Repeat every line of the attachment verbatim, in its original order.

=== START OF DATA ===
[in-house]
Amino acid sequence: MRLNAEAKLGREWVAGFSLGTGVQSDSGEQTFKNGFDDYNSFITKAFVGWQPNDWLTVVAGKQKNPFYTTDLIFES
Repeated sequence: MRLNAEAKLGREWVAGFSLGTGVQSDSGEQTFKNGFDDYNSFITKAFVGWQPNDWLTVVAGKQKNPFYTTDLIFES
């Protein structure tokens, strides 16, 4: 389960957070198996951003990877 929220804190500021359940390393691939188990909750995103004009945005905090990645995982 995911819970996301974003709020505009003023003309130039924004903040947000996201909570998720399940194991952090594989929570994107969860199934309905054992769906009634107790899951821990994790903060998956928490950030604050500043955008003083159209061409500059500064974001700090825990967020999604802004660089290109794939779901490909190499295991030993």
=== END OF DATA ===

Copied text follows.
[in-house]
Amino acid sequence: MRLNAEAKLGREWVAGFSLGTGVQSDSGEQTFKNGFDDYNSFITKAFVGWQPNDWLTVVAGKQKNPFYTTDLIFES
Repeated sequence: MRLNAEAKLGREWVAGFSLGTGVQSDSGEQTFKNGFDDYNSFITKAFVGWQPNDWLTVVAGKQKNPFYTTDLIFES
């Protein structure tokens, strides 16, 4: 389960957070198996951003990877 929220804190500021359940390393691939188990909750995103004009945005905090990645995982 995911819970996301974003709020505009003023003309130039924004903040947000996201909570998720399940194991952090594989929570994107969860199934309905054992769906009634107790899951821990994790903060998956928490950030604050500043955008003083159209061409500059500064974001700090825990967020999604802004660089290109794939779901490909190499295991030993």